An Odd Understanding Reached in Israeli Prisons
"Hot House," Shimon Dotan's absorbing look at Palestinians held in Israeli jails, is full of remarkable interviews. Prisoners talk about how they issue orders to followers on the outside via smuggled cellphones. A former Palestinian newscaster, Ahlam Tamimi, recalls the day she dropped a suicide bomber off at his target, then coolly went on television to report on the resulting bombing.
Mr. Dotan, who grew up in Israel, is so successful at revealing the world inside the prisons, where about 10,000 Palestinians are held, that by the end of "Hot House" you may feel more than a little annoyance at the two sides in this endless conflict. These enemies know each other absurdly well. They learn from each other, and talk openly about doing so. Yet they can't seem to break the cycle: a cat and mouse addicted to their own game.
The film, shown tonight on Cinemax, is centered on the 2006 Palestinian elections; some of the prisoners are members of Parliament. And it has a timeliness to it because life in the prisons mimics life outside: there is a Hamas faction, a Fatah faction and so on.
Mr. Dotan too often lets the prisoners he interviews spout the usual hogwash ("We treat all human beings as brothers," says a Hamas inmate), but he also zeros in on what makes the prisons so fascinating. "The Israel security service does such a good job that the whole military, political and social leadership is here," says Col. Ofer Lefler, a spokesman for the Israeli Prisons Authority.
And that leadership isn't making license plates. Prisoners talk about how they have used their time — decades, for some — to learn more about their own cause. Some entered as boys, but now, through newspapers, television and talks with other inmates, they know what they were fighting for back then.
They pursue university degrees — in Hebrew. "The Palestinian prisoners have turned the Israeli jails into academies and universities," says Samir Masharawi, a Fatah leader.
The Israelis, in turn, learn about the Palestinians by watching the prison populations. The film, though, is necessarily ambiguous as to whether all this will lead either side to be more accommodating or will simply result in smarter warriors.
Written, directed and produced by Shimon Dotan; Arik Bernstein, executive producer; produced by Yonatan Aroch and Dikla Barkai; co-produced by Danny Rossner; edited by Ayala ben Gad; Ron Klein, composer; Philip Bellaiche, Shai Goldman and Hanna Abu Saada, cinematographers. An Alma Films, Talisma Productions, Meimad Barkai Productions, Cinequest Films presentation.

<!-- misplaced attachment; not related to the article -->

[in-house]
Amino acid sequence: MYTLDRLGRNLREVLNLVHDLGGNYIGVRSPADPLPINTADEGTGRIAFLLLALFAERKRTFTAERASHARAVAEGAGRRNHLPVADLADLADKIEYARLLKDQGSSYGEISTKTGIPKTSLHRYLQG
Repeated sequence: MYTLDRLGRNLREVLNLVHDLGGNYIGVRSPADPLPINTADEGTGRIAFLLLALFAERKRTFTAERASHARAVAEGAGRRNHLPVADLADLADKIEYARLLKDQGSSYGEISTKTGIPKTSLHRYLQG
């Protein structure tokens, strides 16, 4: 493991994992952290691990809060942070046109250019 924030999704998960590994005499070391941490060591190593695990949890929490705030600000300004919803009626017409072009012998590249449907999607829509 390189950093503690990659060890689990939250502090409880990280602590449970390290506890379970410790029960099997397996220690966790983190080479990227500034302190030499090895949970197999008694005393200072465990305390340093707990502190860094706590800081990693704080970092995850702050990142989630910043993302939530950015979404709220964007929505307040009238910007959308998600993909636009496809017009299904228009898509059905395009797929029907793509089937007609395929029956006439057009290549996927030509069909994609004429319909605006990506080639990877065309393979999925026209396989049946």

Today's New York Times carries a review of a film called "Hot House" that goes inside Israeli prisons and examines the lives of Palestinian prisoners. We're not recommending the film or the review. But we do want to share our feelings with you about the beaming female face that adorns the article. You can see it here.
The film is produced by HBO. So it's presumably HBO's publicity department that was responsible for creating and distributing a glamor-style photograph of a smiling, contented-looking young woman in her twenties to promote the movie.
That female is our child's murderer. She was sentenced to sixteen life sentences or 320 years which she is serving in an Israeli jail. Fifteen people were killed and more than a hundred maimed and injured by the actions of this attractive person and her associates. The background is here.
Neither the New York Times nor HBO are likely to give even a moment's attention to the victims of the barbarians who destroyed the Sbarro restaurant in Jerusalem and the lives of so many victims. So we would be grateful if you would pass along this link to some pictures of our daughter whose name was Malki. She was unable to reach her twenties - Hamas saw to that.
Though she was only fifteen years old when her life was stolen from her and from us, we think Malki was a beautiful young woman, living a beautiful life. We ask your help so that other people - far fewer than the number who will see the New York Times, of course - can know about her. Please ask your friends to look at the pictures - some of the very few we have - of our murdered daughter. They are [here].
And remind them of what the woman in the Israeli prison - the woman smiling so happily in the New York Times - said last year. "I'm not sorry for what I did. We'll become free from the occupation and then I will be free from prison."
With so many voices demanding that Israel release its terrorist prisoners, small wonder she's smiling.
With greetings from Jerusalem ,
Frimet and Arnold Roth
On behalf of Keren Malki